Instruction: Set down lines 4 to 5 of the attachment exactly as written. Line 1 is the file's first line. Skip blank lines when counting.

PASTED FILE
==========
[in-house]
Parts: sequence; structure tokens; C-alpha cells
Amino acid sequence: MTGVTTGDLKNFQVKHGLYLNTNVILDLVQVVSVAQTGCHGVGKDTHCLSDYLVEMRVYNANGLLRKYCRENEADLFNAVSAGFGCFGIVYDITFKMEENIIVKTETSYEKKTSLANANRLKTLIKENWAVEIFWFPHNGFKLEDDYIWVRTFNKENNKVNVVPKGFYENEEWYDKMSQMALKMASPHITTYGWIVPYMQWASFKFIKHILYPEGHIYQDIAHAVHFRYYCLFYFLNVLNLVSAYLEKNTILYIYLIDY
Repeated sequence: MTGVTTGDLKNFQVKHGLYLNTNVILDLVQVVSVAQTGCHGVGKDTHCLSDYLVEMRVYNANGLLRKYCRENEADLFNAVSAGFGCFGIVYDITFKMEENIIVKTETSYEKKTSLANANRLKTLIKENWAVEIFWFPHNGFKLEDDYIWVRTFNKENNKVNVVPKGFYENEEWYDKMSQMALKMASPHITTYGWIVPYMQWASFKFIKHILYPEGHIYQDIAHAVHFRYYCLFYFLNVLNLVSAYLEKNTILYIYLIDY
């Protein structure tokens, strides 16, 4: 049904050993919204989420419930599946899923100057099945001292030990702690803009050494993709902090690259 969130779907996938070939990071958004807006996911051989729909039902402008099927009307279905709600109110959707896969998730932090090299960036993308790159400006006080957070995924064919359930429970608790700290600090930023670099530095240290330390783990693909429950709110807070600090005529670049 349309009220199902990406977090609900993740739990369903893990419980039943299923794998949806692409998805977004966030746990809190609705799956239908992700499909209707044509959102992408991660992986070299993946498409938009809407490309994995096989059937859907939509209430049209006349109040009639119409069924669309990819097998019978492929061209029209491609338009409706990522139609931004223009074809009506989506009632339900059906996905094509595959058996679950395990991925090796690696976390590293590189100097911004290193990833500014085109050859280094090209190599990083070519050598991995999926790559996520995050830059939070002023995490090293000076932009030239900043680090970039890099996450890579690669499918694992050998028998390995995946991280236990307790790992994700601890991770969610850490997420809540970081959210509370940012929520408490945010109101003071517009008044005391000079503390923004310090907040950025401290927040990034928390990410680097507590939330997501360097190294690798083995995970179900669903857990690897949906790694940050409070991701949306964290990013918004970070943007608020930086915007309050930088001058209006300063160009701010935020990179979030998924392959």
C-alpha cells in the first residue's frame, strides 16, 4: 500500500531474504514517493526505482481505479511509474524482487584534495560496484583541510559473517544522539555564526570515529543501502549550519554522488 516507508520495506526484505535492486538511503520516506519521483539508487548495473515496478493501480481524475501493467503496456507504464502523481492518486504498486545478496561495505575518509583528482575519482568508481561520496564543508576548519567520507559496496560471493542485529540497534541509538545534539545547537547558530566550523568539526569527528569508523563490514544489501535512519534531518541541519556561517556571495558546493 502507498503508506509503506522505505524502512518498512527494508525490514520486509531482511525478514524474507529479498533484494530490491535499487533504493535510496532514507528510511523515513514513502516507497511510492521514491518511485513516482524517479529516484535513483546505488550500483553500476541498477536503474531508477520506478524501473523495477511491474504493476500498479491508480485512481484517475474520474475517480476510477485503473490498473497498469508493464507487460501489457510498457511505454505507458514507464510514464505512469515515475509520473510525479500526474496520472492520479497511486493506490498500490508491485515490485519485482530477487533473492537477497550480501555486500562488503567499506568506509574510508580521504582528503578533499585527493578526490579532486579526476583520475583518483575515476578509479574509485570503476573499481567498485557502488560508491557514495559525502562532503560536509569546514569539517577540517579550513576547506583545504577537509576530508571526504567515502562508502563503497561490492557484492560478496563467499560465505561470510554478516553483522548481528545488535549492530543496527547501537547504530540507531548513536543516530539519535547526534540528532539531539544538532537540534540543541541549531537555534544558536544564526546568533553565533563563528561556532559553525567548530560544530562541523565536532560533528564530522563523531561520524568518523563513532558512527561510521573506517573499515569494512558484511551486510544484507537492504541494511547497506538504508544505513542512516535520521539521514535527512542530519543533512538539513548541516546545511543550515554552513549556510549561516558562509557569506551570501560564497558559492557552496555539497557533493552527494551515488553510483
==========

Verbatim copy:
Repeated sequence: MTGVTTGDLKNFQVKHGLYLNTNVILDLVQVVSVAQTGCHGVGKDTHCLSDYLVEMRVYNANGLLRKYCRENEADLFNAVSAGFGCFGIVYDITFKMEENIIVKTETSYEKKTSLANANRLKTLIKENWAVEIFWFPHNGFKLEDDYIWVRTFNKENNKVNVVPKGFYENEEWYDKMSQMALKMASPHITTYGWIVPYMQWASFKFIKHILYPEGHIYQDIAHAVHFRYYCLFYFLNVLNLVSAYLEKNTILYIYLIDY
């Protein structure tokens, strides 16, 4: 049904050993919204989420419930599946899923100057099945001292030990702690803009050494993709902090690259 969130779907996938070939990071958004807006996911051989729909039902402008099927009307279905709600109110959707896969998730932090090299960036993308790159400006006080957070995924064919359930429970608790700290600090930023670099530095240290330390783990693909429950709110807070600090005529670049 349309009220199902990406977090609900993740739990369903893990419980039943299923794998949806692409998805977004966030746990809190609705799956239908992700499909209707044509959102992408991660992986070299993946498409938009809407490309994995096989059937859907939509209430049209006349109040009639119409069924669309990819097998019978492929061209029209491609338009409706990522139609931004223009074809009506989506009632339900059906996905094509595959058996679950395990991925090796690696976390590293590189100097911004290193990833500014085109050859280094090209190599990083070519050598991995999926790559996520995050830059939070002023995490090293000076932009030239900043680090970039890099996450890579690669499918694992050998028998390995995946991280236990307790790992994700601890991770969610850490997420809540970081959210509370940012929520408490945010109101003071517009008044005391000079503390923004310090907040950025401290927040990034928390990410680097507590939330997501360097190294690798083995995970179900669903857990690897949906790694940050409070991701949306964290990013918004970070943007608020930086915007309050930088001058209006300063160009701010935020990179979030998924392959």